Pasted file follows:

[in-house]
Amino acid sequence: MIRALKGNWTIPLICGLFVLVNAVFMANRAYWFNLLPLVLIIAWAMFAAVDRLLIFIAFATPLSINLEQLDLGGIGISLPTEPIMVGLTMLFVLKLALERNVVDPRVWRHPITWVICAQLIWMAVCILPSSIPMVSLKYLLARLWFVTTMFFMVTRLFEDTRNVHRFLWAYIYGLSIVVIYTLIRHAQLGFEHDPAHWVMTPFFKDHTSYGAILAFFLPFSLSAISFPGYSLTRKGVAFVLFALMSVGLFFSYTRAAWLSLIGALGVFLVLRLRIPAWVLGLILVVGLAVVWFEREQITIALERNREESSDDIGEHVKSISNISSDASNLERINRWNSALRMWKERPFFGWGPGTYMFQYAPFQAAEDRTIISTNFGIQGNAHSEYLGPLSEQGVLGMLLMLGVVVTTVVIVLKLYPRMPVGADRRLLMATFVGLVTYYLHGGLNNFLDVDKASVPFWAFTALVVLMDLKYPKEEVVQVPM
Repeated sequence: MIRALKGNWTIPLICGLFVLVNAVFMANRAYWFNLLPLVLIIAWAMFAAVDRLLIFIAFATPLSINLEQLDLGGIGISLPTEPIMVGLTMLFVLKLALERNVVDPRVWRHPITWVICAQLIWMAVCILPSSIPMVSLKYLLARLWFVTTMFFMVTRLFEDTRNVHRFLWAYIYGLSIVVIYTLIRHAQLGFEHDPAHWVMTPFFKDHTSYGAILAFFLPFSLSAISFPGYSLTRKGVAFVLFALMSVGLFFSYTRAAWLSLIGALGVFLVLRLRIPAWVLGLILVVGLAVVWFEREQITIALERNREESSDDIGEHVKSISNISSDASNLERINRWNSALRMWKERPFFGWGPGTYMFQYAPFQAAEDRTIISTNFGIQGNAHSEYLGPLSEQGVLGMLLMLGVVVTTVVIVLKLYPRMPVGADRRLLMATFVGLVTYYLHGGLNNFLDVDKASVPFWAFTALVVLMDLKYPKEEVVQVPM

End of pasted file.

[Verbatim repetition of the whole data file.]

[in-house]
Amino acid sequence: MIRALKGNWTIPLICGLFVLVNAVFMANRAYWFNLLPLVLIIAWAMFAAVDRLLIFIAFATPLSINLEQLDLGGIGISLPTEPIMVGLTMLFVLKLALERNVVDPRVWRHPITWVICAQLIWMAVCILPSSIPMVSLKYLLARLWFVTTMFFMVTRLFEDTRNVHRFLWAYIYGLSIVVIYTLIRHAQLGFEHDPAHWVMTPFFKDHTSYGAILAFFLPFSLSAISFPGYSLTRKGVAFVLFALMSVGLFFSYTRAAWLSLIGALGVFLVLRLRIPAWVLGLILVVGLAVVWFEREQITIALERNREESSDDIGEHVKSISNISSDASNLERINRWNSALRMWKERPFFGWGPGTYMFQYAPFQAAEDRTIISTNFGIQGNAHSEYLGPLSEQGVLGMLLMLGVVVTTVVIVLKLYPRMPVGADRRLLMATFVGLVTYYLHGGLNNFLDVDKASVPFWAFTALVVLMDLKYPKEEVVQVPM
Repeated sequence: MIRALKGNWTIPLICGLFVLVNAVFMANRAYWFNLLPLVLIIAWAMFAAVDRLLIFIAFATPLSINLEQLDLGGIGISLPTEPIMVGLTMLFVLKLALERNVVDPRVWRHPITWVICAQLIWMAVCILPSSIPMVSLKYLLARLWFVTTMFFMVTRLFEDTRNVHRFLWAYIYGLSIVVIYTLIRHAQLGFEHDPAHWVMTPFFKDHTSYGAILAFFLPFSLSAISFPGYSLTRKGVAFVLFALMSVGLFFSYTRAAWLSLIGALGVFLVLRLRIPAWVLGLILVVGLAVVWFEREQITIALERNREESSDDIGEHVKSISNISSDASNLERINRWNSALRMWKERPFFGWGPGTYMFQYAPFQAAEDRTIISTNFGIQGNAHSEYLGPLSEQGVLGMLLMLGVVVTTVVIVLKLYPRMPVGADRRLLMATFVGLVTYYLHGGLNNFLDVDKASVPFWAFTALVVLMDLKYPKEEVVQVPM